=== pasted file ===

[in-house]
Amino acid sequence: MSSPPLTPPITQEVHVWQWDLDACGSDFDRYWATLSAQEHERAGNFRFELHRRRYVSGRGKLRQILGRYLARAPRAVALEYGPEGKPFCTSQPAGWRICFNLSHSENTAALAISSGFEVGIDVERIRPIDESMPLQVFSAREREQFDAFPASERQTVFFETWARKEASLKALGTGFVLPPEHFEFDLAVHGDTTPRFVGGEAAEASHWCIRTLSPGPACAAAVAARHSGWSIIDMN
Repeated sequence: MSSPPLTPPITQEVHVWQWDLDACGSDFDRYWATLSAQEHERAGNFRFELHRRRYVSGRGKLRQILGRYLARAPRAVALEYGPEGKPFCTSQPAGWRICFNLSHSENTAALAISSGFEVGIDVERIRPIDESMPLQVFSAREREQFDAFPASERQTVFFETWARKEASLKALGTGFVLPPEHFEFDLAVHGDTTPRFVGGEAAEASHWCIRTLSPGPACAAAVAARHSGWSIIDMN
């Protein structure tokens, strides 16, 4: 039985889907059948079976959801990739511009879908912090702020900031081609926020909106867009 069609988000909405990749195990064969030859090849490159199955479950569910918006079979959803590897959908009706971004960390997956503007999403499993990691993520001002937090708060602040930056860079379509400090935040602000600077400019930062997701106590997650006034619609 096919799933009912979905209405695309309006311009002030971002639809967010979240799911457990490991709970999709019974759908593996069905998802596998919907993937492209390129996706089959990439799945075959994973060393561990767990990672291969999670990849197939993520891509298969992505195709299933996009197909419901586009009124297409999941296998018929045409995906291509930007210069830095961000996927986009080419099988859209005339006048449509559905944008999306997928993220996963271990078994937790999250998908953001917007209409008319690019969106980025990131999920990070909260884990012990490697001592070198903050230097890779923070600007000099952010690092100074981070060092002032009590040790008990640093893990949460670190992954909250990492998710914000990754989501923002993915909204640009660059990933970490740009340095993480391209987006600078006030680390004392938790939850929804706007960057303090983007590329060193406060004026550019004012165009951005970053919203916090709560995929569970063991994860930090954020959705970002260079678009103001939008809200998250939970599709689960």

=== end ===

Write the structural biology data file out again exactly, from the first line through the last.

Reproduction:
[in-house]
Amino acid sequence: MSSPPLTPPITQEVHVWQWDLDACGSDFDRYWATLSAQEHERAGNFRFELHRRRYVSGRGKLRQILGRYLARAPRAVALEYGPEGKPFCTSQPAGWRICFNLSHSENTAALAISSGFEVGIDVERIRPIDESMPLQVFSAREREQFDAFPASERQTVFFETWARKEASLKALGTGFVLPPEHFEFDLAVHGDTTPRFVGGEAAEASHWCIRTLSPGPACAAAVAARHSGWSIIDMN
Repeated sequence: MSSPPLTPPITQEVHVWQWDLDACGSDFDRYWATLSAQEHERAGNFRFELHRRRYVSGRGKLRQILGRYLARAPRAVALEYGPEGKPFCTSQPAGWRICFNLSHSENTAALAISSGFEVGIDVERIRPIDESMPLQVFSAREREQFDAFPASERQTVFFETWARKEASLKALGTGFVLPPEHFEFDLAVHGDTTPRFVGGEAAEASHWCIRTLSPGPACAAAVAARHSGWSIIDMN
């Protein structure tokens, strides 16, 4: 039985889907059948079976959801990739511009879908912090702020900031081609926020909106867009 069609988000909405990749195990064969030859090849490159199955479950569910918006079979959803590897959908009706971004960390997956503007999403499993990691993520001002937090708060602040930056860079379509400090935040602000600077400019930062997701106590997650006034619609 096919799933009912979905209405695309309006311009002030971002639809967010979240799911457990490991709970999709019974759908593996069905998802596998919907993937492209390129996706089959990439799945075959994973060393561990767990990672291969999670990849197939993520891509298969992505195709299933996009197909419901586009009124297409999941296998018929045409995906291509930007210069830095961000996927986009080419099988859209005339006048449509559905944008999306997928993220996963271990078994937790999250998908953001917007209409008319690019969106980025990131999920990070909260884990012990490697001592070198903050230097890779923070600007000099952010690092100074981070060092002032009590040790008990640093893990949460670190992954909250990492998710914000990754989501923002993915909204640009660059990933970490740009340095993480391209987006600078006030680390004392938790939850929804706007960057303090983007590329060193406060004026550019004012165009951005970053919203916090709560995929569970063991994860930090954020959705970002260079678009103001939008809200998250939970599709689960």